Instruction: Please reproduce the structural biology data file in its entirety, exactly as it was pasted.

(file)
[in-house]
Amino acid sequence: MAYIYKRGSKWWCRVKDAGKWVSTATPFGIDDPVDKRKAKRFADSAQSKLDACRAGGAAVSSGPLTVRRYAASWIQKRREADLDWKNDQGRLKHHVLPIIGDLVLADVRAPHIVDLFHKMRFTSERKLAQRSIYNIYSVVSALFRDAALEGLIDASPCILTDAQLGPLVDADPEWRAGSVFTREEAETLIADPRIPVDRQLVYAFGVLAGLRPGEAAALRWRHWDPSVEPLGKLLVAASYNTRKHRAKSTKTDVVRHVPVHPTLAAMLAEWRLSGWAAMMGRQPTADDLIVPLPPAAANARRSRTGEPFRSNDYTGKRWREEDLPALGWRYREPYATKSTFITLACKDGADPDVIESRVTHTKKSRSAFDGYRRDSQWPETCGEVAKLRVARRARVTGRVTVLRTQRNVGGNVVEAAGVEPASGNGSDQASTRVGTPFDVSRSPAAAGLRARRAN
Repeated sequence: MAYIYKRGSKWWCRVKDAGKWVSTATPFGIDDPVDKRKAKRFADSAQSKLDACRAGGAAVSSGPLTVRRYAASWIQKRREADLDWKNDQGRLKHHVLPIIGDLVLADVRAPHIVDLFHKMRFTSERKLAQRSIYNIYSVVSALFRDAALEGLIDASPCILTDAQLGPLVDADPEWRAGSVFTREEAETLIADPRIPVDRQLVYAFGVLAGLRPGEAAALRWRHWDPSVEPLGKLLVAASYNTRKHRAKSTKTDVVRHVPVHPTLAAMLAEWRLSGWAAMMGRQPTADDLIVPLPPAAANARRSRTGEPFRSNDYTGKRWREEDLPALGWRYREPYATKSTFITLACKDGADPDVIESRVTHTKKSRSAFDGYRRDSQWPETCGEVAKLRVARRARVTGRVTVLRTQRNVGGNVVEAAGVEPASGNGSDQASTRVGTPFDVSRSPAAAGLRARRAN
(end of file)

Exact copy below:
[in-house]
Amino acid sequence: MAYIYKRGSKWWCRVKDAGKWVSTATPFGIDDPVDKRKAKRFADSAQSKLDACRAGGAAVSSGPLTVRRYAASWIQKRREADLDWKNDQGRLKHHVLPIIGDLVLADVRAPHIVDLFHKMRFTSERKLAQRSIYNIYSVVSALFRDAALEGLIDASPCILTDAQLGPLVDADPEWRAGSVFTREEAETLIADPRIPVDRQLVYAFGVLAGLRPGEAAALRWRHWDPSVEPLGKLLVAASYNTRKHRAKSTKTDVVRHVPVHPTLAAMLAEWRLSGWAAMMGRQPTADDLIVPLPPAAANARRSRTGEPFRSNDYTGKRWREEDLPALGWRYREPYATKSTFITLACKDGADPDVIESRVTHTKKSRSAFDGYRRDSQWPETCGEVAKLRVARRARVTGRVTVLRTQRNVGGNVVEAAGVEPASGNGSDQASTRVGTPFDVSRSPAAAGLRARRAN
Repeated sequence: MAYIYKRGSKWWCRVKDAGKWVSTATPFGIDDPVDKRKAKRFADSAQSKLDACRAGGAAVSSGPLTVRRYAASWIQKRREADLDWKNDQGRLKHHVLPIIGDLVLADVRAPHIVDLFHKMRFTSERKLAQRSIYNIYSVVSALFRDAALEGLIDASPCILTDAQLGPLVDADPEWRAGSVFTREEAETLIADPRIPVDRQLVYAFGVLAGLRPGEAAALRWRHWDPSVEPLGKLLVAASYNTRKHRAKSTKTDVVRHVPVHPTLAAMLAEWRLSGWAAMMGRQPTADDLIVPLPPAAANARRSRTGEPFRSNDYTGKRWREEDLPALGWRYREPYATKSTFITLACKDGADPDVIESRVTHTKKSRSAFDGYRRDSQWPETCGEVAKLRVARRARVTGRVTVLRTQRNVGGNVVEAAGVEPASGNGSDQASTRVGTPFDVSRSPAAAGLRARRAN